Newspaper article The Evening Standard (London, England)

Rise of the Romford Dandy

Newspaper article The Evening Standard (London, England)

Rise of the Romford Dandy

Article excerpt


DUSK falls in Soho, and in a dimly lit secondfloor room in Brewer Street, a bald man in a pinstripe suit is fiddling with the clothing of a leggy, semi-clad blonde.

It's not what you think.

The man is Mark Powell, East End geezer turned West End character, and bespoke tailor to the likes of Naomi Campbell, Ant and Dec, Dan Macmillan and, er, me (he made my wedding suit - just admitting my conflict of interest early).

The young lady is one of the models for his catwalk show at the Savile Row restaurant Sartoria, his latest bid to launch a ready-to-wear collection. As Powell says: "On the credibility level, I've achieved all there is to achieve in the bespoke field. The only thing I haven't really achieved is money. When I go to bed at night, I stop earning."

Mark Powell's clothes - a bold, theatrical amalgam of City pinstripe and gangster garb that predated and undoubtedly influenced Lock, Stock-style "geezer chic" - are as instantly recognisable as the man himself. But the hands-on approach to tailoring that is his speciality is, by its nature, a financially precarious business. Out of the cost of each suit - around [pound]1,000 - Powell must pay for the services of cutters and stitchers, and the upkeep on his Soho studio. "There's no infrastructure for fashion in Britain, no one I can go to for help," he says. The leap from personal tailoring to retail is a hard one.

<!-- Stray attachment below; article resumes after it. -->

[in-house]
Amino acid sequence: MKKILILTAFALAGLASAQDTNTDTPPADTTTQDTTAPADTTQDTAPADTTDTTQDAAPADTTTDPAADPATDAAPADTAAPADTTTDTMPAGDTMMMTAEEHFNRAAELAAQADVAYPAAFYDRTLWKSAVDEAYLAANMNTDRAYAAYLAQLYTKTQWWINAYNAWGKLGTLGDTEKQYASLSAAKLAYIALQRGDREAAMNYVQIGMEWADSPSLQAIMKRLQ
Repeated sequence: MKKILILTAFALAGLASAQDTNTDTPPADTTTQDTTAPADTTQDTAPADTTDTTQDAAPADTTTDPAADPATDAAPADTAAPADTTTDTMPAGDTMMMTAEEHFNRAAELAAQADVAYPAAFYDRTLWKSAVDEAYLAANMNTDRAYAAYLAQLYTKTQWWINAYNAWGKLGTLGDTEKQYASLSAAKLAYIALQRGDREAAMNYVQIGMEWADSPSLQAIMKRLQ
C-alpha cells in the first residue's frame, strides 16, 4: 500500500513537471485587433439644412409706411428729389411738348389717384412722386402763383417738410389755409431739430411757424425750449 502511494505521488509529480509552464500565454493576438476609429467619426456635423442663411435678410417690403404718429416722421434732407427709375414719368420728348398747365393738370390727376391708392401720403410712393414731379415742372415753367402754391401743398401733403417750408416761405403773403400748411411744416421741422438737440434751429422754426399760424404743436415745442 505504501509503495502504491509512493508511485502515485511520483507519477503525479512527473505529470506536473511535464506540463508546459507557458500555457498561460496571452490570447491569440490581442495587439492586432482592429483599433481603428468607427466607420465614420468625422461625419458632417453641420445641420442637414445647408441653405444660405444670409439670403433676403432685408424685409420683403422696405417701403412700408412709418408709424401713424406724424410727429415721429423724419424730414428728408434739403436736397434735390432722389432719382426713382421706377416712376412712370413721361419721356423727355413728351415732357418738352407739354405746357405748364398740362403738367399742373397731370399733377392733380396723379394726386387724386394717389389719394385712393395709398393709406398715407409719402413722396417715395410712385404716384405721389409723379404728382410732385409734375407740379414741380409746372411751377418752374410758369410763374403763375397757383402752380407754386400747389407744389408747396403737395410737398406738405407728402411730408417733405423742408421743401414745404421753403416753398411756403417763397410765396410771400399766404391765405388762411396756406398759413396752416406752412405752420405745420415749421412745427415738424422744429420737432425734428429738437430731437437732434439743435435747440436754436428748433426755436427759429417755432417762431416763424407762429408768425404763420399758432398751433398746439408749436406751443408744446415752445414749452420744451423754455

That said, Powell has already explored most avenues of the clothing industry. Born in the

East End and raised near Romford, his mother a theatrical costumier and his father an "ordinary working man" who once worked in a textile factory, Powell designed his first suit for a friend at the age of 18 ("though I'd been designing for myself from the age of about 12").

He did his apprenticeship in a gentleman's outfitters on Conduit street.

Aged 24, he opened his own shop, Powell and Co, in Soho.

The stock was a collection of mint Forties and Fifties suits Powell "found in a warehouse". …

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